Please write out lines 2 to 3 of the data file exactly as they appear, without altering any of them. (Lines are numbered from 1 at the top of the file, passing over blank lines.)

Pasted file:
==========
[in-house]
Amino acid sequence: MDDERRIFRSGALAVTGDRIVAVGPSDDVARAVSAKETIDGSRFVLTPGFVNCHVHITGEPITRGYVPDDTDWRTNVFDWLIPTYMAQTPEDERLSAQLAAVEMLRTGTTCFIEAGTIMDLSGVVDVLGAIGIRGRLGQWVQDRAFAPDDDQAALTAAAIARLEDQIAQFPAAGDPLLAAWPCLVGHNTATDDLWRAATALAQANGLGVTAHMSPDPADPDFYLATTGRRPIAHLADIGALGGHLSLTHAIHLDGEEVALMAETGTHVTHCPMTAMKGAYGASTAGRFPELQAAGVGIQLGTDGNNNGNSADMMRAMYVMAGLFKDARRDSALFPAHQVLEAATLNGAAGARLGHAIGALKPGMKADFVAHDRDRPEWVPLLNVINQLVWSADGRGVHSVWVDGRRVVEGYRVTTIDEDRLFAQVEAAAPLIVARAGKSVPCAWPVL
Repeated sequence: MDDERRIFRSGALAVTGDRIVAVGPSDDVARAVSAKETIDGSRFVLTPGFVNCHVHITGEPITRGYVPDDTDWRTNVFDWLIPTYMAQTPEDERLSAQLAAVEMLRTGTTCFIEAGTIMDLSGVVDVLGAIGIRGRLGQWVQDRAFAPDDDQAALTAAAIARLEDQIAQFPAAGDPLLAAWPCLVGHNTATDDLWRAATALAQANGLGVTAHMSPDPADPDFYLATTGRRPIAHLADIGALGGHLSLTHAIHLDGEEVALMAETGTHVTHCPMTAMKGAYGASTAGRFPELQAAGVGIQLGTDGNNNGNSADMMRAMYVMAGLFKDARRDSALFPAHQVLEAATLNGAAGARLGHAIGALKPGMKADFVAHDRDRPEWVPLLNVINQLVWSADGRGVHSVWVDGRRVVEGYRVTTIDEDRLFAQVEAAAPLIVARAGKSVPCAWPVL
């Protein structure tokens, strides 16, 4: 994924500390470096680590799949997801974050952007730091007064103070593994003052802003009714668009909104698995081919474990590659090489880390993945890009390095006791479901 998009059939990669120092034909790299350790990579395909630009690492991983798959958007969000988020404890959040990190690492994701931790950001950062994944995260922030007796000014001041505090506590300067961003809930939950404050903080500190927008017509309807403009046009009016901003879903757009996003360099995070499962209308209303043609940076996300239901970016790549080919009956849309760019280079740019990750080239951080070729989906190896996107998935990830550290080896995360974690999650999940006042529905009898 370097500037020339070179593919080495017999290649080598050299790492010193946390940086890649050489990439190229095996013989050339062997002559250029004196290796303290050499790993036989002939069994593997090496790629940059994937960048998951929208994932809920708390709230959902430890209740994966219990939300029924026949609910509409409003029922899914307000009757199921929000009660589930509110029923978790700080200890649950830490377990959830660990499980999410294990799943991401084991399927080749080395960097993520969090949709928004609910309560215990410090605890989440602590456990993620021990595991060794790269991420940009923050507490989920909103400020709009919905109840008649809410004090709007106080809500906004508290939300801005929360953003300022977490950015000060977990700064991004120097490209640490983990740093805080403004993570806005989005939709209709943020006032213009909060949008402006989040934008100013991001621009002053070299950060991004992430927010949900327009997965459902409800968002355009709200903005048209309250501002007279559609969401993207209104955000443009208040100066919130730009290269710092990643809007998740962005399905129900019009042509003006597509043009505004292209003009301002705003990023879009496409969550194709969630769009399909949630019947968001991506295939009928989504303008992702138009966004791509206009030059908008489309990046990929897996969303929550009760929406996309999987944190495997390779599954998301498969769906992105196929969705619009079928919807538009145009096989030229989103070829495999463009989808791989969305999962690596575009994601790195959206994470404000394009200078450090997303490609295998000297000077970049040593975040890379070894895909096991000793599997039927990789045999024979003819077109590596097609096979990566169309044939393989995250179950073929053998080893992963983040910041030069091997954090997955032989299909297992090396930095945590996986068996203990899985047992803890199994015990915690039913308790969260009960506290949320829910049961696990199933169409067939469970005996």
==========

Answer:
Amino acid sequence: MDDERRIFRSGALAVTGDRIVAVGPSDDVARAVSAKETIDGSRFVLTPGFVNCHVHITGEPITRGYVPDDTDWRTNVFDWLIPTYMAQTPEDERLSAQLAAVEMLRTGTTCFIEAGTIMDLSGVVDVLGAIGIRGRLGQWVQDRAFAPDDDQAALTAAAIARLEDQIAQFPAAGDPLLAAWPCLVGHNTATDDLWRAATALAQANGLGVTAHMSPDPADPDFYLATTGRRPIAHLADIGALGGHLSLTHAIHLDGEEVALMAETGTHVTHCPMTAMKGAYGASTAGRFPELQAAGVGIQLGTDGNNNGNSADMMRAMYVMAGLFKDARRDSALFPAHQVLEAATLNGAAGARLGHAIGALKPGMKADFVAHDRDRPEWVPLLNVINQLVWSADGRGVHSVWVDGRRVVEGYRVTTIDEDRLFAQVEAAAPLIVARAGKSVPCAWPVL
Repeated sequence: MDDERRIFRSGALAVTGDRIVAVGPSDDVARAVSAKETIDGSRFVLTPGFVNCHVHITGEPITRGYVPDDTDWRTNVFDWLIPTYMAQTPEDERLSAQLAAVEMLRTGTTCFIEAGTIMDLSGVVDVLGAIGIRGRLGQWVQDRAFAPDDDQAALTAAAIARLEDQIAQFPAAGDPLLAAWPCLVGHNTATDDLWRAATALAQANGLGVTAHMSPDPADPDFYLATTGRRPIAHLADIGALGGHLSLTHAIHLDGEEVALMAETGTHVTHCPMTAMKGAYGASTAGRFPELQAAGVGIQLGTDGNNNGNSADMMRAMYVMAGLFKDARRDSALFPAHQVLEAATLNGAAGARLGHAIGALKPGMKADFVAHDRDRPEWVPLLNVINQLVWSADGRGVHSVWVDGRRVVEGYRVTTIDEDRLFAQVEAAAPLIVARAGKSVPCAWPVL